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Black History Month: Black Transportation Leaders

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This Black History Month, we will reflect on iconic figures like Rosa Parks and Harriet Tubman, known for their pivotal roles in the Montgomery Bus Boycott and the Underground Railroad. Still, we would also like to spotlight lesser-known heroes in the transportation industry. In this blog post, we'll explore the stories of three influential leaders who may not be well known but have made a significant impact. Join us as we celebrate their remarkable journeys and acknowledge their influence.

Garrett A. Morgan

Garrett A MorganGarrett Morgan is known as the "Father of Transportation Technology." Witnessing a tragic accident in 1923 inspired Morgan to invent the three-position traffic signal, a groundbreaking device dramatically improving road safety across America.

This innovative traffic signal, invented in 1923 and eventually used throughout North America, served as the foundation for today's modern traffic lights with automatic red, yellow, and green signals. Even after his passing in 1963, we still benefit from his invention today.


Andrew J. Beard

Andrew J beardAndrew Beard, a transformative inventor in railroad transportation, patented a groundbreaking improvement to the rotary steam engine in 1892. His most impactful contribution came in 1897 with the invention of the first automatic train car coupler, known as the "Jenny" coupler. Before Beard's innovation, manual coupling posed significant risks to workers, often resulting in serious injuries.

Beard's personal experience, having lost a leg in a car coupling accident, fueled his commitment to creating a safer alternative. His invention, driven by firsthand knowledge of the dangers involved, likely saved countless lives and limbs in the railroad industry.

The "Jenny Coupler" automated this process, improving safety by eliminating the need for manual intervention. Recognizing its importance, Congress passed the Federal Safety Appliance Act in 1887, making it illegal to operate railroad cars without automatic couplers. Beard's legacy as a pioneer in transportation safety remains significant.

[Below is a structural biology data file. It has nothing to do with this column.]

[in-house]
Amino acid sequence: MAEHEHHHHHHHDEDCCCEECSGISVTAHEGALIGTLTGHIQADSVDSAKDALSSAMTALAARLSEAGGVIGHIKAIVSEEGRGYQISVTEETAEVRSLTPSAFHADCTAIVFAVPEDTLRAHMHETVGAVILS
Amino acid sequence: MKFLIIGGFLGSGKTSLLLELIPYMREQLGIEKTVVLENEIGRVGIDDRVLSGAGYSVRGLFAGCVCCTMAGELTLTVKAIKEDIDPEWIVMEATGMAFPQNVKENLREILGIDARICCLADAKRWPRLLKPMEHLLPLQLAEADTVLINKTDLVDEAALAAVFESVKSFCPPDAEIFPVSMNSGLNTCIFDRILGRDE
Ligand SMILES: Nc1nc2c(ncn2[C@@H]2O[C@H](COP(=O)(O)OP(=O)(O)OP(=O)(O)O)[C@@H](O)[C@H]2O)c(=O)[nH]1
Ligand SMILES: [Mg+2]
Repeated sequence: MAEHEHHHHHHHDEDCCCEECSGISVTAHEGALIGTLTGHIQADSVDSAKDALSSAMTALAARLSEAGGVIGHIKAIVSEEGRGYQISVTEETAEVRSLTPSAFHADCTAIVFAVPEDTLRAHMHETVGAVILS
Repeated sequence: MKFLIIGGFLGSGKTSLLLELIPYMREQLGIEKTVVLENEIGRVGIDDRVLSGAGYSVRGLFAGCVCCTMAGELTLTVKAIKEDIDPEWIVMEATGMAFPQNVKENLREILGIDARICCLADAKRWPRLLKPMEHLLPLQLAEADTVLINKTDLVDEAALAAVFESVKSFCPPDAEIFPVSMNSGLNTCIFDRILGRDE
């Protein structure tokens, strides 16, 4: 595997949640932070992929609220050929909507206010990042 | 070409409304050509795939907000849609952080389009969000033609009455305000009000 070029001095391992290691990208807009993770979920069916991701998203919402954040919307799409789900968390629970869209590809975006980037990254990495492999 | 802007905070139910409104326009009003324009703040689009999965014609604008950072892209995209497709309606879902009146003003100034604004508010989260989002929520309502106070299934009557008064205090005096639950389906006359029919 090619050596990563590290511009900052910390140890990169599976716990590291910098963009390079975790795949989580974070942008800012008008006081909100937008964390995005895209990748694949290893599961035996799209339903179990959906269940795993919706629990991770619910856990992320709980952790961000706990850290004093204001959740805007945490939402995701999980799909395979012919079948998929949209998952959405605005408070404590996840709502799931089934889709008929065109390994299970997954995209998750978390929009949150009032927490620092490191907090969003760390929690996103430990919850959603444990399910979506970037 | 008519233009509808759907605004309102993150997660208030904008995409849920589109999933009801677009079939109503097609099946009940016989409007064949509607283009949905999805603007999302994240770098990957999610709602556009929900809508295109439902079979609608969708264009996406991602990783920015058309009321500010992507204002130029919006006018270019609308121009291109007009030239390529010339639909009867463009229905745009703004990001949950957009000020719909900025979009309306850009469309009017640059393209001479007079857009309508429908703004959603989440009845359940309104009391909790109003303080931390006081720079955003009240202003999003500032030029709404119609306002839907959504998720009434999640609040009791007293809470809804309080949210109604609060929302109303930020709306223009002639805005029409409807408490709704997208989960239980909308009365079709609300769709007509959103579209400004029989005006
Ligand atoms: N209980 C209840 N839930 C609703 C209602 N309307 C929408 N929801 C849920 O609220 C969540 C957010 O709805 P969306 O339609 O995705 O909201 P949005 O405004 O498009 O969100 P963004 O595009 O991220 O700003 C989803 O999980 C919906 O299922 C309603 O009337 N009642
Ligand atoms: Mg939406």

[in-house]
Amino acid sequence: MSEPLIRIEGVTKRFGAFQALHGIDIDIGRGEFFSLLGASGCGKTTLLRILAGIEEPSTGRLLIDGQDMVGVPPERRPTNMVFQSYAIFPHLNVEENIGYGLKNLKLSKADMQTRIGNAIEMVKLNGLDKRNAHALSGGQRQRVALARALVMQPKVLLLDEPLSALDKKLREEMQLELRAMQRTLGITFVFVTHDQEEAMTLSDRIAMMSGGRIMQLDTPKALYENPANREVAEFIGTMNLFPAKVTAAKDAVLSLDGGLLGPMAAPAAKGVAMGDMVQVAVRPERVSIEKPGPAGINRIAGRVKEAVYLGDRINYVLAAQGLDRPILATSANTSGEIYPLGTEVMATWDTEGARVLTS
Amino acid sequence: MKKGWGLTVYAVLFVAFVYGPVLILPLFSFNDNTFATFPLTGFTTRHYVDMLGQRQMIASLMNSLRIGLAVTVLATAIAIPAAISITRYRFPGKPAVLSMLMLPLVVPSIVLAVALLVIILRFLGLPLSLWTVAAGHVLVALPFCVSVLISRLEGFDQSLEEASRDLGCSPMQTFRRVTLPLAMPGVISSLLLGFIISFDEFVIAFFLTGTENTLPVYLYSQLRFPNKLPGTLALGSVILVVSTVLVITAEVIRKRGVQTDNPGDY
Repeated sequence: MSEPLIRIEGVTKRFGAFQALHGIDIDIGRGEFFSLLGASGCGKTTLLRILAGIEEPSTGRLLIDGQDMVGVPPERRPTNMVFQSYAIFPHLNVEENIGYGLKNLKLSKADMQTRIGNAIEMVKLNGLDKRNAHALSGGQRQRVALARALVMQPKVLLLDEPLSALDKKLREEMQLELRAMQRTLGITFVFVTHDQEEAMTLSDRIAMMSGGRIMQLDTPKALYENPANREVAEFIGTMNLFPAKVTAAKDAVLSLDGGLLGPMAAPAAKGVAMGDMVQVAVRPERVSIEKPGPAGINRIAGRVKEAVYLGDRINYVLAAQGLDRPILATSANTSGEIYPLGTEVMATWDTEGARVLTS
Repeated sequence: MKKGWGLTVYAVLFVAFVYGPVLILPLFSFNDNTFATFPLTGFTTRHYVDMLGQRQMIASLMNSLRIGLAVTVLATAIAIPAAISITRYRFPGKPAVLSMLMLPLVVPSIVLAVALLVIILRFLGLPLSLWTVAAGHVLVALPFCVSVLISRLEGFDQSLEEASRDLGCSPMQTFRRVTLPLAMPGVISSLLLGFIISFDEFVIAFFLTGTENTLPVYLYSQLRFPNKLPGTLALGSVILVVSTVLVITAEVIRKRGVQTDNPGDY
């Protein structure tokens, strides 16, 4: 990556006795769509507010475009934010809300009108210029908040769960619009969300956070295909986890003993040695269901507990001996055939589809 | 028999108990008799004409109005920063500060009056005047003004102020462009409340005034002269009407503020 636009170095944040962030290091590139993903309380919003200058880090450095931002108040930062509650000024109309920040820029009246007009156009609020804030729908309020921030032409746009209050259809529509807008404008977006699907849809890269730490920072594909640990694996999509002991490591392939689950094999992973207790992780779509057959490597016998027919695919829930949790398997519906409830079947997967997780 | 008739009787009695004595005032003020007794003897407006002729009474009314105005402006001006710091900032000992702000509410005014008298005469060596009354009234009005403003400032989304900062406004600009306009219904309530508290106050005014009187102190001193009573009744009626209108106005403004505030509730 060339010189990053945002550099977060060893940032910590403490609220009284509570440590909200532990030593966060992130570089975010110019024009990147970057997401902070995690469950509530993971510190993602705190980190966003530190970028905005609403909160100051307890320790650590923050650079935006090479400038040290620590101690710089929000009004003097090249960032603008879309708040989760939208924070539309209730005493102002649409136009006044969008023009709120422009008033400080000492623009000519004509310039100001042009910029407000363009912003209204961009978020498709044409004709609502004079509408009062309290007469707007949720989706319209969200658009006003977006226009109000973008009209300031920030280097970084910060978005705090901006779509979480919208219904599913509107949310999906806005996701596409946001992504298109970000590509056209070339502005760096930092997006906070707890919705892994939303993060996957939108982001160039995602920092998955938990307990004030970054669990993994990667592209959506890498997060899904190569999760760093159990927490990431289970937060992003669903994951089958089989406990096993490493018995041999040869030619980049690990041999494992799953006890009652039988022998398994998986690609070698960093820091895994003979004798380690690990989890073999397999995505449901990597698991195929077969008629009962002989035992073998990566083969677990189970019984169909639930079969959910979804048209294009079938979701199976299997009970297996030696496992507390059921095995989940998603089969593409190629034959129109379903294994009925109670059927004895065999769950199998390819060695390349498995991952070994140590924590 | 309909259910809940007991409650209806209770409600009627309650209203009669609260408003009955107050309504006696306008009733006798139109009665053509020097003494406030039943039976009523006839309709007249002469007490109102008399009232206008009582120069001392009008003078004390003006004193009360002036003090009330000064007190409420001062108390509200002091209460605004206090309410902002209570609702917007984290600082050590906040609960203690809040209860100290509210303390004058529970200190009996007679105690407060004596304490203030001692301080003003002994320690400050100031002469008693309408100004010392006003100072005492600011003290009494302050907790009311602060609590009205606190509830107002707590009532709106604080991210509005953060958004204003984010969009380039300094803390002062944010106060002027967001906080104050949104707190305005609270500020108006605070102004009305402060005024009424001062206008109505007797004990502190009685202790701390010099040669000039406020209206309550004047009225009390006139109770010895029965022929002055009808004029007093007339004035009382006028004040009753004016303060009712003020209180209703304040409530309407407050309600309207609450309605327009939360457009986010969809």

Elijah J. Mcoy

elijah j mcoyElijah J. McCoy, a certified mechanical engineer born to former slaves in Colchester, Ontario, left a mark on the transportation industry. Known for his automatic lubricator for locomotive steam engines, McCoy's innovations drastically enhanced efficiency in railway transportation. He had numerous inventions, including a lubricating cup that allowed trains to run continuously without pausing for maintenance.

Starting his career as a fireman and oiler for the Michigan Central Railroad, McCoy identified and addressed inefficiencies in the existing oiling system. His patented automatic lubricating device in 1872 streamlined engine maintenance, saving both time and money for the transportation sector.


In wrapping up this exploration of Black pioneers in transportation, it's clear that figures like Garrett A. Morgan, Andrew J. Beard, and Elijah J. McCoy played pivotal roles in shaping the industry. Beyond their well-deserved recognition this Black History Month, their innovations – from traffic signals to automatic couplers and lubricators – have had a lasting impact on efficiency and safety.

Moving forward, it's not just about acknowledging their contributions but embracing inclusivity in our ongoing narrative. These trailblazers shaped the past and laid the foundation for future generations in the transportation sector. Let's honor their achievements by encouraging a diverse and innovative landscape that celebrates the invaluable contributions of Black men and women throughout history.